Analysis of physiologic alterations in intensive care unit patients and their relationship with mortalityRivera-Fernandez, R., Nap, R., Vazquez-Mata, G. & Miranda, D. R., Jun-2007, In : Journal of Critical Care. 22, 2, p. 120-128 9 p.
Research output: Contribution to journal › Article › Academic › peer-review
Purpose: To analyze patient physiologic alterations (events) and multiple organ failure during intensive care unit (ICU) stay and examine their relationship with ICU mortality.
Material and Methods: A total of 17 598 consecutive patients were studied for 10 months (1997-1998) in 55 European ICUs (EURICUS-II). Hourly data were collected on critical and noncritical systolic blood pressure, heart rate, oxygen saturation, and urinary events throughout ICU stay. Sepsis-related Organ Failure Assessment (SOFA) score was collected daily (6409 patients).
Results: SAPS-II was 31.2 +/- 18.4 and ICU mortality 13.9%. There were 3.4 +/- 9.2 noncritical (duration, 3.9 +/- 11.4 hours) and 2 +/- 7.5 critical (3.8 +/- 13.1 hours) systolic blood pressure events per patient. Heart rate, oxygen saturation, and urinary events had similar values. Nonsurvivors had significantly more and longer physiologic alterations vs survivors. Mortality was significantly related to mean daily duration of events and mean and maximum daily SOFA. Discrimination capacity to predict ICU mortality was measured using various models: with SAPS 11, area under the receiver operating characteristic curve was 0.80; with APACHE III-classified diagnosis added, 0.84; with mean duration of events/ICU day, 0.91; and with mean and maximum SOFA scores, 0.95.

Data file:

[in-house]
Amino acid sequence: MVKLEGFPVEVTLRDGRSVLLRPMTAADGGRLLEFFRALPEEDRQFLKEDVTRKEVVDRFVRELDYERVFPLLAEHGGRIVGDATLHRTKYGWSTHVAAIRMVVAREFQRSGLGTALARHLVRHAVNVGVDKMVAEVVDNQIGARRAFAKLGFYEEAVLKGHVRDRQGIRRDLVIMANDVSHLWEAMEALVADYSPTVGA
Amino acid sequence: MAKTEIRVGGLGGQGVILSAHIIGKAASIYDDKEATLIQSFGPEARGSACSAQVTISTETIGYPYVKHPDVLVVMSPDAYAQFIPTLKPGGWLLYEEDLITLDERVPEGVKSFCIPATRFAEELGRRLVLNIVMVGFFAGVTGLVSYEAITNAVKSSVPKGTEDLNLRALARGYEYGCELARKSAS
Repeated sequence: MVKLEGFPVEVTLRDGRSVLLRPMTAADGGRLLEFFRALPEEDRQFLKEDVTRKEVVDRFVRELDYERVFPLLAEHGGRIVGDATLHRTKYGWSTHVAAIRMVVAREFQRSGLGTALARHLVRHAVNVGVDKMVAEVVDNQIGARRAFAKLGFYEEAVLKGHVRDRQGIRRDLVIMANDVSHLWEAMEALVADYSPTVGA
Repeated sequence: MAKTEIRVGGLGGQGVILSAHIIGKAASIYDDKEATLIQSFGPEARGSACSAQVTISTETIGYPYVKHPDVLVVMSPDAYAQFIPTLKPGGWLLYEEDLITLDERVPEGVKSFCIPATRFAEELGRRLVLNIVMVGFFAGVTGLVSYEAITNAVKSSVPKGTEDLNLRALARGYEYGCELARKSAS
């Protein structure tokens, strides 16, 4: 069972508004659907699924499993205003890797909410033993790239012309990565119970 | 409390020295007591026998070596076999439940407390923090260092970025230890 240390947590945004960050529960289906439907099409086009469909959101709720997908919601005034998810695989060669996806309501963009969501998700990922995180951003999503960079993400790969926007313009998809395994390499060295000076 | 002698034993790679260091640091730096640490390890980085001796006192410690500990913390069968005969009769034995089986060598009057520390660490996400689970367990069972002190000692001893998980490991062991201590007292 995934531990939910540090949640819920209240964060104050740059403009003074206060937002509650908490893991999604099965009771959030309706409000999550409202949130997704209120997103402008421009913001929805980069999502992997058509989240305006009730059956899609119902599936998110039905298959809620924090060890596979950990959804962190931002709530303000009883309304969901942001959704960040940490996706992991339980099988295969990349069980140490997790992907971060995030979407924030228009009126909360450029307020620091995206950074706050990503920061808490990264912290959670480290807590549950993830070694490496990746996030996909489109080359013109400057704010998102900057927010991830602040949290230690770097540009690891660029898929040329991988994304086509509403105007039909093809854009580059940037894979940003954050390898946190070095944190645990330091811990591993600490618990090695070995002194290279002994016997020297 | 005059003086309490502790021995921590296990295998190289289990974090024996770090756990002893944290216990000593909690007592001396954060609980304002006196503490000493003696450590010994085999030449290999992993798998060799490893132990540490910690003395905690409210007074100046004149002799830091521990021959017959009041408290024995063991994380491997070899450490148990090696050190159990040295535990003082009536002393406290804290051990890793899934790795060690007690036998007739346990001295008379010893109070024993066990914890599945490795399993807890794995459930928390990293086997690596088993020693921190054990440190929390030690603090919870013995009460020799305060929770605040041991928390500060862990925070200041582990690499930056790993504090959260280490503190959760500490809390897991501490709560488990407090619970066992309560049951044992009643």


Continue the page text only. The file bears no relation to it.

Conclusion: Routinely gathered ICU data on physiologic variables and multiple organ failure can offer considerable complementary information not provided by usual mortality prediction systems; and their weight in daily care policy decisions may need to be revisited. (C) 2007 Elsevier Inc. All rights reserved.
|Number of pages||9|
|Journal||Journal of Critical Care|
|Publication status||Published - Jun-2007|
- physiologic alterations, ICU patients, mortality, OUTCOME PREDICTION MODELS, III PROGNOSTIC SYSTEM, ADVERSE EVENTS, SCORE, FAILURE, ALARMS, IMPACT, ICU